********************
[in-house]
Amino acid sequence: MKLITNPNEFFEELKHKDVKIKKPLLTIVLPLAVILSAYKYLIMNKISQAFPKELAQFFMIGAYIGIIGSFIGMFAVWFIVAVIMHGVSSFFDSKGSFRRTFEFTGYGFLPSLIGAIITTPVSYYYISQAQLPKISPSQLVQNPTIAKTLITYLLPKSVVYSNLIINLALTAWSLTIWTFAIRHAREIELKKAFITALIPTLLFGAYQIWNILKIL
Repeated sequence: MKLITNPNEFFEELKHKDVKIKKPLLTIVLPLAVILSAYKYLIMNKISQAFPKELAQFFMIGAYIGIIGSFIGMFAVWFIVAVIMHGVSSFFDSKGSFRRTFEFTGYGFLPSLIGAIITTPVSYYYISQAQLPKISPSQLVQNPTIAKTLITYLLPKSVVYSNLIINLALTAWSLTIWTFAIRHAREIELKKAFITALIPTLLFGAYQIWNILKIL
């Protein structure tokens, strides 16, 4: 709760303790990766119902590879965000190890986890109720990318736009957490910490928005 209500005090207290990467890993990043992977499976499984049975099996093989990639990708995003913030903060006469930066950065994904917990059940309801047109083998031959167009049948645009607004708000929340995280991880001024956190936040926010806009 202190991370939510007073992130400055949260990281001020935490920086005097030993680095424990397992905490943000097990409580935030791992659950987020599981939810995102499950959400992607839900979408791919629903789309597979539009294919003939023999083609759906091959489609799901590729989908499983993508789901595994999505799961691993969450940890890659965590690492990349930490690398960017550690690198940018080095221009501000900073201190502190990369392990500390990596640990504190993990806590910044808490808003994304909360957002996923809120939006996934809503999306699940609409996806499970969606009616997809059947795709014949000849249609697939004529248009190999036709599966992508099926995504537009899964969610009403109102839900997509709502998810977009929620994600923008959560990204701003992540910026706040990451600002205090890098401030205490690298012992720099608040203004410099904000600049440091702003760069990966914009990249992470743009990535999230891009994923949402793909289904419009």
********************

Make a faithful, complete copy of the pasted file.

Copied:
[in-house]
Amino acid sequence: MKLITNPNEFFEELKHKDVKIKKPLLTIVLPLAVILSAYKYLIMNKISQAFPKELAQFFMIGAYIGIIGSFIGMFAVWFIVAVIMHGVSSFFDSKGSFRRTFEFTGYGFLPSLIGAIITTPVSYYYISQAQLPKISPSQLVQNPTIAKTLITYLLPKSVVYSNLIINLALTAWSLTIWTFAIRHAREIELKKAFITALIPTLLFGAYQIWNILKIL
Repeated sequence: MKLITNPNEFFEELKHKDVKIKKPLLTIVLPLAVILSAYKYLIMNKISQAFPKELAQFFMIGAYIGIIGSFIGMFAVWFIVAVIMHGVSSFFDSKGSFRRTFEFTGYGFLPSLIGAIITTPVSYYYISQAQLPKISPSQLVQNPTIAKTLITYLLPKSVVYSNLIINLALTAWSLTIWTFAIRHAREIELKKAFITALIPTLLFGAYQIWNILKIL
């Protein structure tokens, strides 16, 4: 709760303790990766119902590879965000190890986890109720990318736009957490910490928005 209500005090207290990467890993990043992977499976499984049975099996093989990639990708995003913030903060006469930066950065994904917990059940309801047109083998031959167009049948645009607004708000929340995280991880001024956190936040926010806009 202190991370939510007073992130400055949260990281001020935490920086005097030993680095424990397992905490943000097990409580935030791992659950987020599981939810995102499950959400992607839900979408791919629903789309597979539009294919003939023999083609759906091959489609799901590729989908499983993508789901595994999505799961691993969450940890890659965590690492990349930490690398960017550690690198940018080095221009501000900073201190502190990369392990500390990596640990504190993990806590910044808490808003994304909360957002996923809120939006996934809503999306699940609409996806499970969606009616997809059947795709014949000849249609697939004529248009190999036709599966992508099926995504537009899964969610009403109102839900997509709502998810977009929620994600923008959560990204701003992540910026706040990451600002205090890098401030205490690298012992720099608040203004410099904000600049440091702003760069990966914009990249992470743009990535999230891009994923949402793909289904419009």